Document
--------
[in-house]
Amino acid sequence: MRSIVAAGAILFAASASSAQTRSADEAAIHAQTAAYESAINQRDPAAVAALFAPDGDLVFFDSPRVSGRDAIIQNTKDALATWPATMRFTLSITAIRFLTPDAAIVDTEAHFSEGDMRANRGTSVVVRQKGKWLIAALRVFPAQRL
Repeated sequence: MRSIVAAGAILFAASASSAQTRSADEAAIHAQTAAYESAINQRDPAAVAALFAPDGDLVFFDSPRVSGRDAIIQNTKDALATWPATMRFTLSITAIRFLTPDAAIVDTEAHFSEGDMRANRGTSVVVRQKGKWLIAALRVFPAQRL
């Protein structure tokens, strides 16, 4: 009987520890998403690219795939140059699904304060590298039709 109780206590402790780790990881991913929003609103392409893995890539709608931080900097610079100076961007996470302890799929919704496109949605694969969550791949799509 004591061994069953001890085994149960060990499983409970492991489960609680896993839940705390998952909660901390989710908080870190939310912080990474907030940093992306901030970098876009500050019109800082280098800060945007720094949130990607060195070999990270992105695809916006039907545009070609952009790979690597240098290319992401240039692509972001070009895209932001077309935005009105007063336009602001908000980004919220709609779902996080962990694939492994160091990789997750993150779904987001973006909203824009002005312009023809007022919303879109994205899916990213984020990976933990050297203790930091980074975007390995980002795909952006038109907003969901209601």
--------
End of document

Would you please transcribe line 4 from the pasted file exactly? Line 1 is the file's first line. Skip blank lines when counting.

């Protein structure tokens, strides 16, 4: 009987520890998403690219795939140059699904304060590298039709 109780206590402790780790990881991913929003609103392409893995890539709608931080900097610079100076961007996470302890799929919704496109949605694969969550791949799509 004591061994069953001890085994149960060990499983409970492991489960609680896993839940705390998952909660901390989710908080870190939310912080990474907030940093992306901030970098876009500050019109800082280098800060945007720094949130990607060195070999990270992105695809916006039907545009070609952009790979690597240098290319992401240039692509972001070009895209932001077309935005009105007063336009602001908000980004919220709609779902996080962990694939492994160091990789997750993150779904987001973006909203824009002005312009023809007022919303879109994205899916990213984020990976933990050297203790930091980074975007390995980002795909952006038109907003969901209601």